Bezrukova is an expert in group and team behavior on topics including group composition, conflict management and negotiation, decision-making processes, performance and health. Her work on teams has been featured in the PBS News Hour, ESPN the Magazine and the Atlantic. She quantifies human behavior to predict team chemistry and performance, and advises people on how to survive and excel when they are in the minority in organizations.
F. Leading Creativity in Virtual Teams
Snehal Hora, PhD in Management Candidate, UB School of Management
The pandemic may have changed the way we think, communicate and do business, but there is one thing that hasn’t changed—the need for creativity. Rather, the unpredictability associated with recent times has further increased the importance of being creative. The same goes for organizations that thrive on the creativity and innovation of their human capital. But what can organizations and leaders do to boost creativity, especially in teams that are virtual or working in a hybrid environment? Find out in this interactive session about how leaders can foster creative collaboration in remote teams.
Hora has an MBA in human resource management, as well as industry experience in a multitude of positions with diverse and global companies. At UB, she teaches organizational behavior and conducts research on how and why men and women differ in creativity, with the goal of identifying simple and effective solutions to bridge the gender gap in creativity. Her research also focuses on issues related to leadership and immigrant creativity in organizations.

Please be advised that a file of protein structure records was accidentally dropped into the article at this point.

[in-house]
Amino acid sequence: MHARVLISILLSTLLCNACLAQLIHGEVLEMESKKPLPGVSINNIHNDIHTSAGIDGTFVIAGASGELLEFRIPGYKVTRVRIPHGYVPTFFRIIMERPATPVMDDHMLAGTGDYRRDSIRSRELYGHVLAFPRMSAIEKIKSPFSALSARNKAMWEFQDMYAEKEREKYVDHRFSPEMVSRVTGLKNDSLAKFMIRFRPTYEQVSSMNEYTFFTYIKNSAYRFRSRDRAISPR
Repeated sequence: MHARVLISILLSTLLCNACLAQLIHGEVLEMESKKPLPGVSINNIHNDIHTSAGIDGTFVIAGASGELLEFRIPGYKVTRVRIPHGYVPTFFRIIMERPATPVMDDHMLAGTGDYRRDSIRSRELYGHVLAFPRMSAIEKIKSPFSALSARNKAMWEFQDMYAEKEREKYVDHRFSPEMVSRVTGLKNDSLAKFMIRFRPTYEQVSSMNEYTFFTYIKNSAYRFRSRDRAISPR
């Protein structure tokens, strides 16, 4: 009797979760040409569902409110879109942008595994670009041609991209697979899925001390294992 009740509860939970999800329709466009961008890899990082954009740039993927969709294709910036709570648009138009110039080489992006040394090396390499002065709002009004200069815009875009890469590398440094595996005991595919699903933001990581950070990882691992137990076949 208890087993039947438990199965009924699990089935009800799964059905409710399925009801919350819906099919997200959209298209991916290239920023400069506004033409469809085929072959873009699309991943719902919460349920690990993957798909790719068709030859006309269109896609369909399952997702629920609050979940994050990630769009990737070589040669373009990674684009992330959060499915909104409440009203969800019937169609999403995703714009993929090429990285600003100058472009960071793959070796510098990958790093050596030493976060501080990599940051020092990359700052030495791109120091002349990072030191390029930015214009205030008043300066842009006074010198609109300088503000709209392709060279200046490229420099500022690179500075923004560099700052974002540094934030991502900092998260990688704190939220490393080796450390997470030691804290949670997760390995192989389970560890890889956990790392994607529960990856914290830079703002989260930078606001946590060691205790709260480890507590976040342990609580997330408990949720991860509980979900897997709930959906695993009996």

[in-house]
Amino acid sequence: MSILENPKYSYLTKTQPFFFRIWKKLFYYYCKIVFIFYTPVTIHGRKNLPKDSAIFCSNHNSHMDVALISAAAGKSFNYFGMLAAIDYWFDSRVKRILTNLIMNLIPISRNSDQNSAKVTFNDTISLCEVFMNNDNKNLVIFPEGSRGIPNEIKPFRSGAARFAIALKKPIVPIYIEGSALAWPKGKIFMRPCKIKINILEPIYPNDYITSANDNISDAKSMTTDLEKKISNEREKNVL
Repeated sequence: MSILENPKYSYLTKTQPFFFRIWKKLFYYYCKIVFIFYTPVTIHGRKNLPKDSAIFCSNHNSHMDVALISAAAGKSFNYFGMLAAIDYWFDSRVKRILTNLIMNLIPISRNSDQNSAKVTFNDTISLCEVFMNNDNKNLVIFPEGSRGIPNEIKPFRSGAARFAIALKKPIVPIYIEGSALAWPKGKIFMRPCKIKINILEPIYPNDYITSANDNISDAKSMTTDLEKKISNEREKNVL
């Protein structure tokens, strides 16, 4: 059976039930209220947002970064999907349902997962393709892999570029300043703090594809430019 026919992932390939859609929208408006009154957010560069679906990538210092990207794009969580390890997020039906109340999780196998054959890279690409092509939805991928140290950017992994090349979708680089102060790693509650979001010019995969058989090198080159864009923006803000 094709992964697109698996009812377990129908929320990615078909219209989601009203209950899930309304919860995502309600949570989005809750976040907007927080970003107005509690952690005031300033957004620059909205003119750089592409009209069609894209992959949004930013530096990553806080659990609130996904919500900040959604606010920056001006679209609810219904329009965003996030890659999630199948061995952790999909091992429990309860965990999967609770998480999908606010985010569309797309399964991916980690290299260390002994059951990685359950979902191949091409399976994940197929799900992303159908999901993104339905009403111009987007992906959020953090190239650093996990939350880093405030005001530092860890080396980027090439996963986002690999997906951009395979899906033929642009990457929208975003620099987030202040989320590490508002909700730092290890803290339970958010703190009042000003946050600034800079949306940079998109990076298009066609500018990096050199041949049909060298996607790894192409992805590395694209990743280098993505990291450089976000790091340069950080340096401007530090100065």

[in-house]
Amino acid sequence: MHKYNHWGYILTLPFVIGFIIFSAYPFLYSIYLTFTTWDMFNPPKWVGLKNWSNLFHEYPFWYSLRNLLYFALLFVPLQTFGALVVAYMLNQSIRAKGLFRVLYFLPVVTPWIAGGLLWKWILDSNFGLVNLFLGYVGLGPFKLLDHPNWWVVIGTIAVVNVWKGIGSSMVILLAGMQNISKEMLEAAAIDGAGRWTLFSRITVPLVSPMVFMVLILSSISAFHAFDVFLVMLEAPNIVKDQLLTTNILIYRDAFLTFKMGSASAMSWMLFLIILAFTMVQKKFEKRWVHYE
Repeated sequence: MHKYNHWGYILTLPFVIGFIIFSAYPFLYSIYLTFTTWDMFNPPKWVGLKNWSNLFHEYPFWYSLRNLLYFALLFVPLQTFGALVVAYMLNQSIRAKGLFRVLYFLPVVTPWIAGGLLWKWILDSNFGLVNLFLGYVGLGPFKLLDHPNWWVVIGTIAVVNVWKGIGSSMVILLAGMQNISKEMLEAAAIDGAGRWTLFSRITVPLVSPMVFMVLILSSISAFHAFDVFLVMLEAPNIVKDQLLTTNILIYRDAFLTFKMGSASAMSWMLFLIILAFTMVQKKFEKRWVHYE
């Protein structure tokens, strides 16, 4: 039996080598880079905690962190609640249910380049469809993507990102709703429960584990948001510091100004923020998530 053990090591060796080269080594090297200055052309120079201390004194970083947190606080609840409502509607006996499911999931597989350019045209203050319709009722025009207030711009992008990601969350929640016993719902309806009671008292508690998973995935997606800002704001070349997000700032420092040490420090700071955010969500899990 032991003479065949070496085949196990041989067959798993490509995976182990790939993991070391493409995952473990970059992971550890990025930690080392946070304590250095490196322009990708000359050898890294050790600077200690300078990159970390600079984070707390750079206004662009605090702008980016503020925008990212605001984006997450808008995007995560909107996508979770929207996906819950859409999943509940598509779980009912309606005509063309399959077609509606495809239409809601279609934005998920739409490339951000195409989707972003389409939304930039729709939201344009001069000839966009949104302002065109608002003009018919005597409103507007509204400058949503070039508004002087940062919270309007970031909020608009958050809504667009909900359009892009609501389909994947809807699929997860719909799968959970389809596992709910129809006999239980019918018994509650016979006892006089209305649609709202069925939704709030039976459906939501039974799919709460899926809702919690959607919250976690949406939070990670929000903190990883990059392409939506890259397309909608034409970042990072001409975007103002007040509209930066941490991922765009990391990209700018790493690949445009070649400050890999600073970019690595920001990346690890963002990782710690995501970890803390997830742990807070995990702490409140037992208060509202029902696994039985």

Leading Ethically: It May Not Mean What You Think it Means
James Lemoine, Associate Professor of Organization and Human Resources, UB School of Management and Faculty Director, CLOE
Sometimes it seems the more we talk about business ethics, the harder it is to identify organizations that practice morality. An organization’s ethics depend on its leaders, but the problem is that employees in the same organization may have different views on what ethics are. Dive into why and how we see morality differently, the common mistakes moral leaders inadvertently make—and what to do about it.
Lemoine’s research focuses on leadership, ethics and creativity, and has been published in such prestigious outlets as Harvard Business Review and the Journal of Applied Psychology. His research has been cited more than 2,000 times in management literature, placing him in the top 5% of researchers worldwide. His work also frequently appears in magazines like Forbes, Inc., Fast Company and Entrepreneur. Lemoine is a recipient of the State University of New York Chancellor’s Award for Excellence in Teaching, the state’s highest award for instructional quality, and is well known for the hundreds of speeches and presentations he has given to business and nonprofit leaders since joining UB, as well as his TEDx talk and videos for CLOE’s 52 Weeks of Leadership series. He spent six years as a member of the board of directors for the Greenleaf Center for Servant Leadership. Prior to obtaining his PhD at Georgia Tech, he was an entrepreneur, consultant and manager at companies like AT&T.
How You Show Up and Lead
Dorothy Siaw-Asamoah, Clinical Associate Professor of Organization and Human Resources, and Faculty Director of Global Programs, UB School of Management